Just as surgeons need lasers to perform laser vision correction or phaco machines to do phacoemulsification surgery, they need hardware for corneal collagen cross-linking (CXL). This article serves as an introduction to the lamps, for lack of a better word, but we predict that this hardware will go by a different name in just a few years, as the technology develops. In addition, this article covers the specifications of the ultraviolet (UV) lamps and what differentiates each device from the others.
CXL was introduced in Europe in January 2007 along with the first lamp for the procedure, the IROC UV-X1000 (IROC Innocross AG). Although surgeons started performing the procedure in the clinical trial setting in 2000 with the IROC UV-X device, CXL became mainstream when the IROC UV-X1000 and the Vega device (Sooft Italia S.p.A) received CE Marking. Are the UV lamps on the market today simply sources of light and therefore basically the same, or do some possess unique features that provide greater efficacy or safety?
The table identifies the specifications that a surgeon assesses when considering the purchase of a lamp for CXL. The devices are listed in the order of their appearance on the European market. We obtained the lamps' specifications directly from the manufacturers whenever possible. We do not compare clinical outcomes with the various devices, because investigators have not directly compared the lamps under identical study conditions.
The future of CXL technology is exciting. According to Avedro, Inc., for example, its KXL II System will feature active eye tracking, topography-guided patterns of illumination, and programmable illumination. As surgeons come to understand the benefits of a homogeneous versus a variable beam profile, the flexibility of some devices may become advantageous. The higher-powered lamps that allow briefer treatments seem to produce similar outcomes (R. McQuaid and A.C., unpublished data, 2012). Among the benefits of a shorter CXL procedure are that it is easier and more comfortable for the patient, it dehydrates and thins the cornea less, and it is more efficient for the surgeon and the patient. For these reasons, higher-powered lamps are likely to become a trend in the field of CXL.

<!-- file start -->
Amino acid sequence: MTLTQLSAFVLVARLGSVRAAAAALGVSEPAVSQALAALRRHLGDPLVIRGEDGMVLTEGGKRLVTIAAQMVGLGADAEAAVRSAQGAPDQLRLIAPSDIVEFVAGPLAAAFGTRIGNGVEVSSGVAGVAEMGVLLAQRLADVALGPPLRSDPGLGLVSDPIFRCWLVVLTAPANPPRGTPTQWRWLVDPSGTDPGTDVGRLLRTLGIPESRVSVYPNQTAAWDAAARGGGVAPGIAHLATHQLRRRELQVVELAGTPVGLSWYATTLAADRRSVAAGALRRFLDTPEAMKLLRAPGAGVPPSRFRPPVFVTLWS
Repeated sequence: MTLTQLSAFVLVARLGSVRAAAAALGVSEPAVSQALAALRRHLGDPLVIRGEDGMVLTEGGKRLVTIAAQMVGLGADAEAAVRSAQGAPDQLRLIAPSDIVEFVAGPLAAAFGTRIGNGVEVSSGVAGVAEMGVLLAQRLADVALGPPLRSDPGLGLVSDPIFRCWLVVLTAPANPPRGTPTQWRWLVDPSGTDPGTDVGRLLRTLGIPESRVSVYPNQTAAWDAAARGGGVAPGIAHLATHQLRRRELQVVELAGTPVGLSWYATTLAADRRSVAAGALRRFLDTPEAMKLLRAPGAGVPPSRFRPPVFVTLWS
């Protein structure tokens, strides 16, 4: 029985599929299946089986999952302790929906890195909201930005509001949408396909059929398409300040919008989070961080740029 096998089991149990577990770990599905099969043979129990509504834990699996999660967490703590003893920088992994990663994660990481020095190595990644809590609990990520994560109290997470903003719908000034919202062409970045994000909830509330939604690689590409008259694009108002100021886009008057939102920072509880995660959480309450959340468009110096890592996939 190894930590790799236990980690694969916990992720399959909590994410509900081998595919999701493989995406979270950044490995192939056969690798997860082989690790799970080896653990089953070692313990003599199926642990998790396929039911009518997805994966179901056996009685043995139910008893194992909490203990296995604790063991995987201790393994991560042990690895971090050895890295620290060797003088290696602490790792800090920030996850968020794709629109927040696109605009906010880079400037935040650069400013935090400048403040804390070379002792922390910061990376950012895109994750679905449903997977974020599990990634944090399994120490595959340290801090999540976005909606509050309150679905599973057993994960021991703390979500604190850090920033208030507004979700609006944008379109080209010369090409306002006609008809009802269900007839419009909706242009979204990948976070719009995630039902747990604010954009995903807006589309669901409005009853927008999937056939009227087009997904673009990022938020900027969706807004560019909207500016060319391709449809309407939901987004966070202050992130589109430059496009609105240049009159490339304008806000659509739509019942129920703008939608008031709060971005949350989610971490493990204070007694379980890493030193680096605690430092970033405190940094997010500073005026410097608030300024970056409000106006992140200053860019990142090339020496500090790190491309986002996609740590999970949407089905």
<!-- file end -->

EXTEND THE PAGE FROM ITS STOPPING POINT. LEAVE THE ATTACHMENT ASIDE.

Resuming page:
Despite promising outcomes with the procedure, ophthalmologists are still uncertain exactly how CXL achieves corneal stability. Do oxygen radicals play a role, or is excited riboflavin the major factor? Are links formed between collagen fibrils, or are the fibrils themselves strengthened? Is it a combination of the aforementioned? What is clear is that CXL's effect is generated by the interaction of UV light and riboflavin.
We are watching this space closely, because the potential applications of this technology extend beyond the treatment of keratoconus and corneal infection. At many centers, ophthalmologists are already using CXL to decrease the risk of ectasia in patients undergoing LASIK. We expect that what surgeons are currently doing with CXL will appear antiquated in just a few years.
Note: the FDA has not approved CXL or the lamps used for the procedure. The authors wish to thank the manufacturers that provided information on their lamps.
Arthur B. Cummings, FRCS(Ed), is a consultant ophthalmologist at Wellington Eye Clinic in Dublin, Ireland. He acknowledged no financial interest in the products or companies mentioned herein. Mr. Cummings may be reached at +353 1 2930470; firstname.lastname@example.org.
Rajesh K. Rajpal, MD, is the medical director of Cornea Consultants, PC, in McLean, Virginia, and a clinical associate professor at Georgetown University Medical Center in Washington, DC. He is on the medical advisory board of Avedro, Inc. Dr. Rajpal may be reached at (703) 287-4122; email@example.com.